Daily Design: Day 218

Daily Design is a series of game concepts devised daily through all of 2016. These are just basic concepts, designed based on randomly generated words. Today, they are;

Fear, Profit and Tale.

As such, the game I’ve designed today is…

Horror Story


Horror Story is a game about a struggling horror author, who’s just beginning their next big series in the hopes of making it big.

This is a horror / roguelike game, which is essentially made up of several smaller horror games. The player begins by starting a new story and creating a character (or randomising one). Then, they can select a difficulty and an environmental template (like a biome) to explore. From here, their goal is to explore and survive until they can find an exit. If they die, that character is deleted for good.

Each attempt at the game makes up one horror novel, written by the protagonist. Success in the game is directly tied to the success of the novel, and more successful novels will unlock new characters, environments, enemies and more.

The main menu of the game plays like a first-person game as the author explores their office, and this is office is upgraded to reflect success in-game. While it starts out run-down and, honestly, a bit shitty, several successful novels will begin to show a transformation.

The more danger players put themselves in, the higher their score will be. “Score” in this game refers to the success of the final novel, which translates to in-game money that can be used to unlock more content.

Because this is all a bit confusing, I’ll quickly go over how a typical run would work;

Firstly, the player creates a protagonist for their novel. They customise their clothes (which can be seen in first person) and their skillset. Skillsets range from climbing ability to more survival skills or even weapons handling. There’s no limit to how skilled a character can be, but if too many skills are added they become a “Mary Sue” and the success of the novel will drop dramatically. Less skills makes for a higher score, essentially.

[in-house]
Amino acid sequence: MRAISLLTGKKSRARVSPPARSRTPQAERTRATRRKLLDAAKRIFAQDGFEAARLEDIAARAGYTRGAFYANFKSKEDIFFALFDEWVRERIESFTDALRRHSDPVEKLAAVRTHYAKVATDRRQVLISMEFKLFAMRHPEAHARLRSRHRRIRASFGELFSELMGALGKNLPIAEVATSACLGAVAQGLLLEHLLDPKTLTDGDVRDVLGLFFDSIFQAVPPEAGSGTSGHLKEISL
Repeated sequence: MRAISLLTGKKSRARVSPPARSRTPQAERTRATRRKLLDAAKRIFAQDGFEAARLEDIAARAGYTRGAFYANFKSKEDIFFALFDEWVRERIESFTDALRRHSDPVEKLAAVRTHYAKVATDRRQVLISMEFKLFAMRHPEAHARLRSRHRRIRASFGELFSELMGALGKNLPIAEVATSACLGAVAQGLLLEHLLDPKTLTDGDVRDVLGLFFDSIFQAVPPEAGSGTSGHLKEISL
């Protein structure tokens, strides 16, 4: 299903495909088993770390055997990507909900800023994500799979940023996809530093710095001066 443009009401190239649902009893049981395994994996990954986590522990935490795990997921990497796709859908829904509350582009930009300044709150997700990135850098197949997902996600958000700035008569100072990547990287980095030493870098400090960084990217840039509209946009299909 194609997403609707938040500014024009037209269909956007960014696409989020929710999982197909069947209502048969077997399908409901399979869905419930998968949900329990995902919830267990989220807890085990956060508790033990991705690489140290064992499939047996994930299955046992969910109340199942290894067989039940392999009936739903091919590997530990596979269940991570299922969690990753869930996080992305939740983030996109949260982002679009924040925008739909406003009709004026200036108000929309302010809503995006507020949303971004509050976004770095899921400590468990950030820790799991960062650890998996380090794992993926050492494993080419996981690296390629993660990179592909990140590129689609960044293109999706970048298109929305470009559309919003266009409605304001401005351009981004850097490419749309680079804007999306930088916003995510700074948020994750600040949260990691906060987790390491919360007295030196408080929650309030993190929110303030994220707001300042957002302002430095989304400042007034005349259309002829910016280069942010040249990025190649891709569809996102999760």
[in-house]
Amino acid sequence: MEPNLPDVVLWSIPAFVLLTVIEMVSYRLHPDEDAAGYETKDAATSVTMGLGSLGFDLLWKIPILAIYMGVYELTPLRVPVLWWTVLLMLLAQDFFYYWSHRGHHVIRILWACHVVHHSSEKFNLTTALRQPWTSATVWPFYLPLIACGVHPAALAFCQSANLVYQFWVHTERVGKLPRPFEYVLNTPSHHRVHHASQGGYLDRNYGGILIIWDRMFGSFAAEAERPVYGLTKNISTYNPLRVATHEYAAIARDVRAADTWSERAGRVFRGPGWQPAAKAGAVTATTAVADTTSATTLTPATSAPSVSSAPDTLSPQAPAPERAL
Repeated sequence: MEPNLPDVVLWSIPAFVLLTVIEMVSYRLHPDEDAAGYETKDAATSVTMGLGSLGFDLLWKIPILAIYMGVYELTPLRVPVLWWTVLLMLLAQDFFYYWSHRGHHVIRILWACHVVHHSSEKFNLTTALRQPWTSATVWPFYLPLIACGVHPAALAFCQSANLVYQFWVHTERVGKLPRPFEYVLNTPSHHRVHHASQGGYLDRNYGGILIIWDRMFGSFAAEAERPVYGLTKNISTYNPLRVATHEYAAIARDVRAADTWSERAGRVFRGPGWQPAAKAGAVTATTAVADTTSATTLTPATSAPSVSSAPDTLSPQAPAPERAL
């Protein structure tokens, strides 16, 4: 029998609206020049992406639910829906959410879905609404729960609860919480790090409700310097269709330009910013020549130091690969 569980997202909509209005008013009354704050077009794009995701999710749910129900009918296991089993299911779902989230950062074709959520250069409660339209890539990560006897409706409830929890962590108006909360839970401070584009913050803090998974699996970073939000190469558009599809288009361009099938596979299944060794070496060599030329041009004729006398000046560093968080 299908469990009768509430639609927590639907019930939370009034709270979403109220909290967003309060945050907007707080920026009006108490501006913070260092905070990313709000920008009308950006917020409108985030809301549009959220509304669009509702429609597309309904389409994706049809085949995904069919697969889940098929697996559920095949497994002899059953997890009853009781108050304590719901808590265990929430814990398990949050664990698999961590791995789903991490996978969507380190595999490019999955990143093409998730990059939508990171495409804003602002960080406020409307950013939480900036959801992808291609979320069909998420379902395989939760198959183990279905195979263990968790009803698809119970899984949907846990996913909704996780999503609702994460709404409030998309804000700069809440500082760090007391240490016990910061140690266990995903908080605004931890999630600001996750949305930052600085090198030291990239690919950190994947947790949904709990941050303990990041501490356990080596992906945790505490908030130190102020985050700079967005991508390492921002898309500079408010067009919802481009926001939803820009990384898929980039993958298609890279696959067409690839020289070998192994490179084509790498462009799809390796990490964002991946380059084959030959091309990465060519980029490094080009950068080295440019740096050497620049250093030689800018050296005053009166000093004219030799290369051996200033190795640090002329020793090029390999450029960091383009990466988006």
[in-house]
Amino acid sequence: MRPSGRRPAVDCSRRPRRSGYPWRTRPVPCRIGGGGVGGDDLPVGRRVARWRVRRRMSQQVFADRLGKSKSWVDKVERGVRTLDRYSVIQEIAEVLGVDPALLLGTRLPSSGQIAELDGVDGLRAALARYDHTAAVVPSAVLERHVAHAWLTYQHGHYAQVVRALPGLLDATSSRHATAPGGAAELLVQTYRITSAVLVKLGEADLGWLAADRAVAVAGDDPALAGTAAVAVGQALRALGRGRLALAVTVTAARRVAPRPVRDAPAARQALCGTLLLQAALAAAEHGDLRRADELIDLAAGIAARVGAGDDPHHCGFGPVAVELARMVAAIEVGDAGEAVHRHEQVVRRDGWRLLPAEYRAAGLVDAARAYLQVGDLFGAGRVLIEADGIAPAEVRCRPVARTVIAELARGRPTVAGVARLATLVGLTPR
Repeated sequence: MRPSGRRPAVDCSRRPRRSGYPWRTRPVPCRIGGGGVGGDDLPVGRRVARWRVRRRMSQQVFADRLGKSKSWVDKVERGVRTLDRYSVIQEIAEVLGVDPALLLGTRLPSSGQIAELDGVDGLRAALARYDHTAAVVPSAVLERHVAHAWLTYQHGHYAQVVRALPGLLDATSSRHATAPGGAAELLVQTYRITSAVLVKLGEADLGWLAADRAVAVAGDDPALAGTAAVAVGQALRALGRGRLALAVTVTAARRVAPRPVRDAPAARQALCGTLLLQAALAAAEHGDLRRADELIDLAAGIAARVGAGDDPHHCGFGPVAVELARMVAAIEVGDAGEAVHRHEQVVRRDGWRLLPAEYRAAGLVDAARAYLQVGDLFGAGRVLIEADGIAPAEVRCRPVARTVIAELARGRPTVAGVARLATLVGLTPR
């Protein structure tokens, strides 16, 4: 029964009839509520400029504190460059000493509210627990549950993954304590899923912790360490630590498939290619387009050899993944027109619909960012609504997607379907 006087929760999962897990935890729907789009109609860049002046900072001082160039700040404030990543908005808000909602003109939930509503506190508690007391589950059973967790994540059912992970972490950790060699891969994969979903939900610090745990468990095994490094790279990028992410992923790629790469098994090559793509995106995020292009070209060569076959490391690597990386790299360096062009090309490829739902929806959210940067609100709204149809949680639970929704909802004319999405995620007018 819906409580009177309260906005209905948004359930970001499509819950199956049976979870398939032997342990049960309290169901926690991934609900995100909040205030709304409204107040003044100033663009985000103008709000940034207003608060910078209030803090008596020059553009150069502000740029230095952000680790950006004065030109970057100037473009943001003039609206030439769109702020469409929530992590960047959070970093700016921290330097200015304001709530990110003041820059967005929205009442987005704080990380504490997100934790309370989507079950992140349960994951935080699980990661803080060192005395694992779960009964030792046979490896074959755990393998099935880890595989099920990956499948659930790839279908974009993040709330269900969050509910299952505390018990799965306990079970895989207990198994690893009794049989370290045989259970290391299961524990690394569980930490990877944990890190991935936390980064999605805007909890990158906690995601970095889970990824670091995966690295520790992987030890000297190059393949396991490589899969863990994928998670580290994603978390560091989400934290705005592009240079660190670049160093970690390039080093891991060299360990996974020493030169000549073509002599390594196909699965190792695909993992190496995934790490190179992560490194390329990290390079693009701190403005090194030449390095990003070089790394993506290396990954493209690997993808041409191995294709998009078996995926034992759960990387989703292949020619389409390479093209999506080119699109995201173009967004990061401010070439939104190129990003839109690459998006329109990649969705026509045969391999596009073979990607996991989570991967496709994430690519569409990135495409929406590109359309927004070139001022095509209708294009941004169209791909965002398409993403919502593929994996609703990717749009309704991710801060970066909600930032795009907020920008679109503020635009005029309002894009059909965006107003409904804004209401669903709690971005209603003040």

Next, they select an environmental template. This is basically just for aesthetics, and can be randomised. These are things like “Abandoned Hospital”, “Swamp”, “Forest” etc. That the game itself will take place in.

Then, it’s a first-person survival game, though there’s no food, water or sleep meter to look out for. Instead, the player has to find the exit and make it out without being killed. While the environment is procedurally generated (and thus, so is the exit), clues can be found scattered about.

The idea is essentially to play it stealthy until you can find a weapon for some unreliably self-defense. Look for clues until you can find the exit and hope you don’t have to fight anything off along the way.

The idea of it being roguelike is to dial the tension up to 11, since dying means your entire run is over. Horror games often rely on savepoints for this reason, but only being able to save in certain areas is a real nightmare for many players, so I think this is an interesting compromise. To be clear, players can’t save their game and reload at any point, but they can always choose to save and quit in case they need to do something in the “real world”.

That’s it! Thanks for reading. I’ll be back tomorrow with another quick game concept.


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